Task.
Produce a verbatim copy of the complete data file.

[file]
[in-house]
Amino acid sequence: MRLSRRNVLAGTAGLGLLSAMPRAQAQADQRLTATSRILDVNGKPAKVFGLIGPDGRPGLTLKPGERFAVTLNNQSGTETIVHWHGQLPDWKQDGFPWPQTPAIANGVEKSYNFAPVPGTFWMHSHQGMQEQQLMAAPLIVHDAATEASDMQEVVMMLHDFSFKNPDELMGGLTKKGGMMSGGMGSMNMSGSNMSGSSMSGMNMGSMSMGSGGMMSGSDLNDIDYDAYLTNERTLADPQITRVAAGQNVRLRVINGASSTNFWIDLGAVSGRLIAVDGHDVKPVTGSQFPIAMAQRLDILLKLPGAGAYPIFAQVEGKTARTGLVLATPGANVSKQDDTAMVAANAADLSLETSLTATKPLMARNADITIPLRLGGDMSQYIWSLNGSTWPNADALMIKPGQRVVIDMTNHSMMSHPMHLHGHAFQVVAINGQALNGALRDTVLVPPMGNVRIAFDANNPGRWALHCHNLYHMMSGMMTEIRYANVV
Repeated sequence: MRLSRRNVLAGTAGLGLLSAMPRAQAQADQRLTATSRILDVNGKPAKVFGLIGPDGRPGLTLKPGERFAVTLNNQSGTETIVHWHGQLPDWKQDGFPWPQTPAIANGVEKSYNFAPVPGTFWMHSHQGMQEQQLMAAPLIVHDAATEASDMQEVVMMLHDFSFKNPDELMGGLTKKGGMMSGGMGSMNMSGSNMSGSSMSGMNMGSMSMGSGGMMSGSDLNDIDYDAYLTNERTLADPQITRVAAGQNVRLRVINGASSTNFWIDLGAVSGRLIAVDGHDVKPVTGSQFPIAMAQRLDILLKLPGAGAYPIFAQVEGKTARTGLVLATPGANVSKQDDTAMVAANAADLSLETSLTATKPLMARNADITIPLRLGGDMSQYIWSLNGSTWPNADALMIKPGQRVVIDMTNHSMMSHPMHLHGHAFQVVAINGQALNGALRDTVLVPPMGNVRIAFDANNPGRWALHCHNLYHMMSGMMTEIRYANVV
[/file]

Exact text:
[in-house]
Amino acid sequence: MRLSRRNVLAGTAGLGLLSAMPRAQAQADQRLTATSRILDVNGKPAKVFGLIGPDGRPGLTLKPGERFAVTLNNQSGTETIVHWHGQLPDWKQDGFPWPQTPAIANGVEKSYNFAPVPGTFWMHSHQGMQEQQLMAAPLIVHDAATEASDMQEVVMMLHDFSFKNPDELMGGLTKKGGMMSGGMGSMNMSGSNMSGSSMSGMNMGSMSMGSGGMMSGSDLNDIDYDAYLTNERTLADPQITRVAAGQNVRLRVINGASSTNFWIDLGAVSGRLIAVDGHDVKPVTGSQFPIAMAQRLDILLKLPGAGAYPIFAQVEGKTARTGLVLATPGANVSKQDDTAMVAANAADLSLETSLTATKPLMARNADITIPLRLGGDMSQYIWSLNGSTWPNADALMIKPGQRVVIDMTNHSMMSHPMHLHGHAFQVVAINGQALNGALRDTVLVPPMGNVRIAFDANNPGRWALHCHNLYHMMSGMMTEIRYANVV
Repeated sequence: MRLSRRNVLAGTAGLGLLSAMPRAQAQADQRLTATSRILDVNGKPAKVFGLIGPDGRPGLTLKPGERFAVTLNNQSGTETIVHWHGQLPDWKQDGFPWPQTPAIANGVEKSYNFAPVPGTFWMHSHQGMQEQQLMAAPLIVHDAATEASDMQEVVMMLHDFSFKNPDELMGGLTKKGGMMSGGMGSMNMSGSNMSGSSMSGMNMGSMSMGSGGMMSGSDLNDIDYDAYLTNERTLADPQITRVAAGQNVRLRVINGASSTNFWIDLGAVSGRLIAVDGHDVKPVTGSQFPIAMAQRLDILLKLPGAGAYPIFAQVEGKTARTGLVLATPGANVSKQDDTAMVAANAADLSLETSLTATKPLMARNADITIPLRLGGDMSQYIWSLNGSTWPNADALMIKPGQRVVIDMTNHSMMSHPMHLHGHAFQVVAINGQALNGALRDTVLVPPMGNVRIAFDANNPGRWALHCHNLYHMMSGMMTEIRYANVV